We see nature and wildlife around us all of the time, so often that we grow used to it.
Multiple sets of bright eyes shining in the headlights as a group of deer browse along the roadside after dark. Turkey vultures cutting big arcs in the sky high above our heads. Groundhogs chomping away at the edges of a spring wheat field, seemingly oblivious to their surroundings as they feed an insatiable hunger.
None of these sightings cause any alarm. These creatures live around us all of the time, so they become as ordinary as the robins singing from a perch on the power lines, or the increasingly annoying Canada geese that seem to have taken over every park and golf course in this part of the country.
What will grab our attention and force us to stop and stare is something out of the ordinary. It is the unusual that makes us turn our heads.
Such a sight occurred recently along a well-traveled country road. There was a dead raccoon along the shoulder of the pavement, one of the countless victims of roadkill we see all of the time. What made this scene unusual was that two bald eagles were working over the carcass.
Bald eagles are big birds, 10 or 12 pounds in weight and nearly 3 feet in length. Their distinct white heads make them stand out from a distance, and incredibly impressive up close when viewed through binoculars.
This pair did not appreciate the occasional truck or car that passed by, forcing them off their meal, so one of them grabbed the dead raccoon with those powerful talons and, with a series of hops produced by flapping its 6-to-7-foot wingspan, the eagle dragged the free meal some 20 or 30 yards out into an empty bean field.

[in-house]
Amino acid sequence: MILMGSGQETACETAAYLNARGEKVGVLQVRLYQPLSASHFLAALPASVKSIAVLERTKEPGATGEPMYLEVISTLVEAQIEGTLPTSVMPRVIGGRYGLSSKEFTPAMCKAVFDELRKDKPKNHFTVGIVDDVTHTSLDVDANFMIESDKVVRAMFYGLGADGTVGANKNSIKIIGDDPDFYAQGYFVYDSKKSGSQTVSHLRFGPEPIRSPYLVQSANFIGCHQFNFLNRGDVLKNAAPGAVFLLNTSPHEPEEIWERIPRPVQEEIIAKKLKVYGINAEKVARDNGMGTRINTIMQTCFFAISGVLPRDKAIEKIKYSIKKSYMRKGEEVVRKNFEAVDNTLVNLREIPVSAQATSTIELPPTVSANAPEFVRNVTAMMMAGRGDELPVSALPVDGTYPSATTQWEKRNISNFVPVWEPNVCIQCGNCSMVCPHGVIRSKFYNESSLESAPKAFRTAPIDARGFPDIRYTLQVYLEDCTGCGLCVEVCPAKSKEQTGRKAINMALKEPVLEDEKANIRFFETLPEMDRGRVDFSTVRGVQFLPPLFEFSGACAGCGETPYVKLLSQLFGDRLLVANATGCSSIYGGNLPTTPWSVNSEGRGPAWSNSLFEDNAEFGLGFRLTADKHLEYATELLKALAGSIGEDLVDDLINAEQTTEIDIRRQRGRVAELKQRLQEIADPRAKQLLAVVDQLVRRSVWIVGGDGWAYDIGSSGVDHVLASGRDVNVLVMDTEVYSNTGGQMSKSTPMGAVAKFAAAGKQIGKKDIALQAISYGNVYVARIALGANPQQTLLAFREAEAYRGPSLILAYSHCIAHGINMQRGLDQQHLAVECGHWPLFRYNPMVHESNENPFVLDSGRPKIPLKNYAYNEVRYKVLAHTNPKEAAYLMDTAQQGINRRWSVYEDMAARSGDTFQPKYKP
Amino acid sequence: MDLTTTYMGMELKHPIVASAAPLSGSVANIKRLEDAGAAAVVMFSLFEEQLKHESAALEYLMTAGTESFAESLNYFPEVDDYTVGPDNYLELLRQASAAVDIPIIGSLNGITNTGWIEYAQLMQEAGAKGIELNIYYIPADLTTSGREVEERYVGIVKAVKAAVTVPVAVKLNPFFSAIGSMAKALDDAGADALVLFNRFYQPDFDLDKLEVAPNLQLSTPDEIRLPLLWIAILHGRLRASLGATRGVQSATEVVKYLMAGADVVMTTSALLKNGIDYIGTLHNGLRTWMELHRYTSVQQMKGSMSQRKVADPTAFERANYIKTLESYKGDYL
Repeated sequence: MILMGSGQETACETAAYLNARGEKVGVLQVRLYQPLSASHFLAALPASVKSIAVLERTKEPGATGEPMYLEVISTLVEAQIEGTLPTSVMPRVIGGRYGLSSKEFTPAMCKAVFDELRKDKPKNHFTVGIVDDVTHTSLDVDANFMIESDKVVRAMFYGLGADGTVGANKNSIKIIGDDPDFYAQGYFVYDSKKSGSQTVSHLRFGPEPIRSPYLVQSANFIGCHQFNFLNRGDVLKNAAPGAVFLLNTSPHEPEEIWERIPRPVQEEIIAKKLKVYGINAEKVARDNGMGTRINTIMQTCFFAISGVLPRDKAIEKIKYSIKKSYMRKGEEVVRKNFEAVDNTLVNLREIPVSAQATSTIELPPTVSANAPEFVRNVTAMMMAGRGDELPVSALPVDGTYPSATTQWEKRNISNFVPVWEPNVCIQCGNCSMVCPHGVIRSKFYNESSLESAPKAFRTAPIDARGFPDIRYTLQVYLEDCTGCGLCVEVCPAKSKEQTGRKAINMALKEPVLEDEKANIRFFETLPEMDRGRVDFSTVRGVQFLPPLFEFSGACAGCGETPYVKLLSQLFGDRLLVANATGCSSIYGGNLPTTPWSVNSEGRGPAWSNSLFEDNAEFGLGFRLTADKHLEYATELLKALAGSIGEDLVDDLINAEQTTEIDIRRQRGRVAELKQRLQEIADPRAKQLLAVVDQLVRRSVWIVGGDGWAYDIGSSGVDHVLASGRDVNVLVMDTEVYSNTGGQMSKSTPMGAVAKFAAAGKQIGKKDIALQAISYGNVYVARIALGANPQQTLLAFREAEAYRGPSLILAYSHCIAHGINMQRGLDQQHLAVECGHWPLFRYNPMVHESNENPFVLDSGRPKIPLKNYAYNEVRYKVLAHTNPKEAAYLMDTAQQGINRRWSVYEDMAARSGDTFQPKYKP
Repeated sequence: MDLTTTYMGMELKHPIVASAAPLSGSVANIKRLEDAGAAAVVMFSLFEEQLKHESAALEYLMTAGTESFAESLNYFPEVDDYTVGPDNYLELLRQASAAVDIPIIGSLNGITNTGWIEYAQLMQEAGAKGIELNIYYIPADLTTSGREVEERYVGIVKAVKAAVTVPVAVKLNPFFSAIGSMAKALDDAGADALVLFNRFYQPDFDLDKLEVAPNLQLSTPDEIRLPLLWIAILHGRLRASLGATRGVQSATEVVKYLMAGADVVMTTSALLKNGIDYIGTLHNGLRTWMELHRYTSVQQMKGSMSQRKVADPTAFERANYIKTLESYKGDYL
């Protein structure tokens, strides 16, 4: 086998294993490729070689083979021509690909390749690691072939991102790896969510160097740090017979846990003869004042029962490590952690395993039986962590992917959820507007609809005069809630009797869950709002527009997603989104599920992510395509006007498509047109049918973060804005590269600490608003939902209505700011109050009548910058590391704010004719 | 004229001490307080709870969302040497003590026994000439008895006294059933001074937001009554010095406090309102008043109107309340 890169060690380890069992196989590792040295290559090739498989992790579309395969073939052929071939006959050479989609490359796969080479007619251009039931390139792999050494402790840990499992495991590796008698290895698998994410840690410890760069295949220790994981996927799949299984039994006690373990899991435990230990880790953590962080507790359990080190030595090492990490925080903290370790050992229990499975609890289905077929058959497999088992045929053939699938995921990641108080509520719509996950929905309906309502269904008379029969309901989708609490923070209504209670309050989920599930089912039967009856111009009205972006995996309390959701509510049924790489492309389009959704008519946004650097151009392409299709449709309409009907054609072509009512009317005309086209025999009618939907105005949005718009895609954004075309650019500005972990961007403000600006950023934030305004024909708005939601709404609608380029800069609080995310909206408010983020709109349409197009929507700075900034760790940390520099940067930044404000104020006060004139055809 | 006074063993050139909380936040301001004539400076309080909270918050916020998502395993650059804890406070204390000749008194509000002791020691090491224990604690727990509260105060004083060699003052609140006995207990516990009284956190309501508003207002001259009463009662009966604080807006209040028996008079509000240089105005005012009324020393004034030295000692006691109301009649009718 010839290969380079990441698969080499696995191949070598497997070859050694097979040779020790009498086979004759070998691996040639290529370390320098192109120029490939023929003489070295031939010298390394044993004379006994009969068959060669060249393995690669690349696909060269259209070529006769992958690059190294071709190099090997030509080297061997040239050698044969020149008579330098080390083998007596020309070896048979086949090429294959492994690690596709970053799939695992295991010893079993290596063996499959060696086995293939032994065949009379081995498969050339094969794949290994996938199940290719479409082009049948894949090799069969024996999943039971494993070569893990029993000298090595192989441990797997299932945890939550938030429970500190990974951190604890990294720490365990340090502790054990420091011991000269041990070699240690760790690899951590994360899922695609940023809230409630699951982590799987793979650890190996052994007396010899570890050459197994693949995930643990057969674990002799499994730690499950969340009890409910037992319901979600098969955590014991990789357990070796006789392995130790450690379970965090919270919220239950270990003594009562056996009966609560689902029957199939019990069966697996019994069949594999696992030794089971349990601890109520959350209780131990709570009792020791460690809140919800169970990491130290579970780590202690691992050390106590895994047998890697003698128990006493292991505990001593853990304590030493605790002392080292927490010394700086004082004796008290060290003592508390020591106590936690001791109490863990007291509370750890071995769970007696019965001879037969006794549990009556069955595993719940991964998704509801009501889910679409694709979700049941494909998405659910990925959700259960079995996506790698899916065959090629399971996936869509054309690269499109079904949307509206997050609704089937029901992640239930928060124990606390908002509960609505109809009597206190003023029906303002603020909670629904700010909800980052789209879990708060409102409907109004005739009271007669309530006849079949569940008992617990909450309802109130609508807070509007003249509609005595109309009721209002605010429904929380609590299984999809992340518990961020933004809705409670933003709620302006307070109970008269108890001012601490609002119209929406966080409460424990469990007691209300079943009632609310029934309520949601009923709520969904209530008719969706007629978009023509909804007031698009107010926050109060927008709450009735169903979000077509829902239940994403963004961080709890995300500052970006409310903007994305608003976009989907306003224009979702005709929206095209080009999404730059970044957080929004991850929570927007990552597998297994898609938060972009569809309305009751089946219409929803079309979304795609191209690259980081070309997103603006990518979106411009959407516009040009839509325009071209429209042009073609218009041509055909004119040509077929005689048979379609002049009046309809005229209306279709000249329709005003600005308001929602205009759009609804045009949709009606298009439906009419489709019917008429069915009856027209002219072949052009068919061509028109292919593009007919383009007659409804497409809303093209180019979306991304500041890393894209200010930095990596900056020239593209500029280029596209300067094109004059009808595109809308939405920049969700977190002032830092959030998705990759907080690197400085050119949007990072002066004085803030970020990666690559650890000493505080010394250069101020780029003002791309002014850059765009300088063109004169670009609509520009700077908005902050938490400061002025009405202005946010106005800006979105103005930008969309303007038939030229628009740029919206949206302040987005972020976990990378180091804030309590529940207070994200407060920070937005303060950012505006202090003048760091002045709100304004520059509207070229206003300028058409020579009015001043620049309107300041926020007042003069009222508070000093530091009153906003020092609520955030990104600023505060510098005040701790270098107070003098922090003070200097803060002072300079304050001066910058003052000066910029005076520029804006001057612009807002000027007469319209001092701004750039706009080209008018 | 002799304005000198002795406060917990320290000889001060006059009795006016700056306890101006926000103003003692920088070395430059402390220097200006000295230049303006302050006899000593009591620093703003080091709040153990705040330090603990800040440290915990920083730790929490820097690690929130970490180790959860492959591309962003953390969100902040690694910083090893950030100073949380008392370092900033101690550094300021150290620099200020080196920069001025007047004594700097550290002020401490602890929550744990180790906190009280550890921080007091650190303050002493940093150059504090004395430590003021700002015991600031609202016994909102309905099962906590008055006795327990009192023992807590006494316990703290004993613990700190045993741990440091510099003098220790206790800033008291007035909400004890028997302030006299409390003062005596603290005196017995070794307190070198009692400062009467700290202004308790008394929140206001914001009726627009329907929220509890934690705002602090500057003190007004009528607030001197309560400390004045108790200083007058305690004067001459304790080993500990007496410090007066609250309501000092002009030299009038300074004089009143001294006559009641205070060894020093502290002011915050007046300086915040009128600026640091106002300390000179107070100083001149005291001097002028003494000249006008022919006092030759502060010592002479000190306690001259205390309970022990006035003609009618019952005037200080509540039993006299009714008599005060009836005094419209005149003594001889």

This display took place a considerable distance from Lake Erie, a stronghold of the bald eagles, and this is not the first time the phenomenon has been observed. This pair is believed to be nesting someplace along the Portage River system.
It would have been an amazing sight to witness at any locale, but considering the recent plight of the bald eagle, it is nothing short of amazing.
There were thought to be maybe half a million bald eagles in North America when the first settlers from Europe arrived. Where they were isolated and away from the human population, the eagles remained strong, but some pioneers regarded them as a threat to their livestock and killed many eagles.
Once eagles were protected from shooting, the expanded use of pesticides harmed their eggs and populations plummeted. They were declared endangered in 1967, and by 1979 only four nesting pairs of bald eagles were found in the entire state of Ohio.
A stunning comeback followed, however, and the bald eagle numbers started trending upward as state biologists in Ohio created a very extensive program to both monitor the nests and protect the adult eagles from any threats.
By 1988, the eagle numbers in Ohio had increased to a dozen mating pairs. Ten years later there were close to 50 pairs nesting in the Buckeye State, and most of them produced young. The number of nests along Lake Erie jumped each year, and soon the eagles expanded their home territories to the Sandusky, Maumee and Portage river systems.
The two eagles working over those raccoon remains were undoubtedly part of this ever-expanding population. It is a treat to see this great icon of our nation, not just on a government emblem or the back of a dollar bill, but live and in the wild. Seeing the real thing in all of its power and beauty lets you know why it was chosen to represent this country as a symbol of our freedom and spirit.
Matt Markey is the A-T outdoors columnist.
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